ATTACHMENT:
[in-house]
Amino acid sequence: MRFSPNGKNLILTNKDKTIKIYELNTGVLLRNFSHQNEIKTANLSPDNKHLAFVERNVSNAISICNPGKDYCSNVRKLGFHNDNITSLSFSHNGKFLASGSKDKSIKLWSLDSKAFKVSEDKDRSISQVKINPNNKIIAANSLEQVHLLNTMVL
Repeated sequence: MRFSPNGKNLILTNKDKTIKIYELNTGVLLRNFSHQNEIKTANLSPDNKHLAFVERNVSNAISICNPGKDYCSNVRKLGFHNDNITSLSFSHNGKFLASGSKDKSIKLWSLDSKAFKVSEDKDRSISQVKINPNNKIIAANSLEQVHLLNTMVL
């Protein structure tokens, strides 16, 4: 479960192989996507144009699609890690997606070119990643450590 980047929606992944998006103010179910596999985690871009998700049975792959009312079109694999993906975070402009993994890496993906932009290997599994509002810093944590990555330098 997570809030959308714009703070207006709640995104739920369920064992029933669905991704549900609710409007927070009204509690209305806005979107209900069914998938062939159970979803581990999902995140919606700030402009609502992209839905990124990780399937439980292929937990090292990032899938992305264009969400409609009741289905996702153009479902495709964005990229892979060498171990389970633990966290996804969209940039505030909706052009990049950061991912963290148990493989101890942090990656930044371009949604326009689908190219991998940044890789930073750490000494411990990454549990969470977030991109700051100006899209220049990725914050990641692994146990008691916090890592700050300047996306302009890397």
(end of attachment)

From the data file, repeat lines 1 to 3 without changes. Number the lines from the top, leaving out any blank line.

[in-house]
Amino acid sequence: MRFSPNGKNLILTNKDKTIKIYELNTGVLLRNFSHQNEIKTANLSPDNKHLAFVERNVSNAISICNPGKDYCSNVRKLGFHNDNITSLSFSHNGKFLASGSKDKSIKLWSLDSKAFKVSEDKDRSISQVKINPNNKIIAANSLEQVHLLNTMVL
Repeated sequence: MRFSPNGKNLILTNKDKTIKIYELNTGVLLRNFSHQNEIKTANLSPDNKHLAFVERNVSNAISICNPGKDYCSNVRKLGFHNDNITSLSFSHNGKFLASGSKDKSIKLWSLDSKAFKVSEDKDRSISQVKINPNNKIIAANSLEQVHLLNTMVL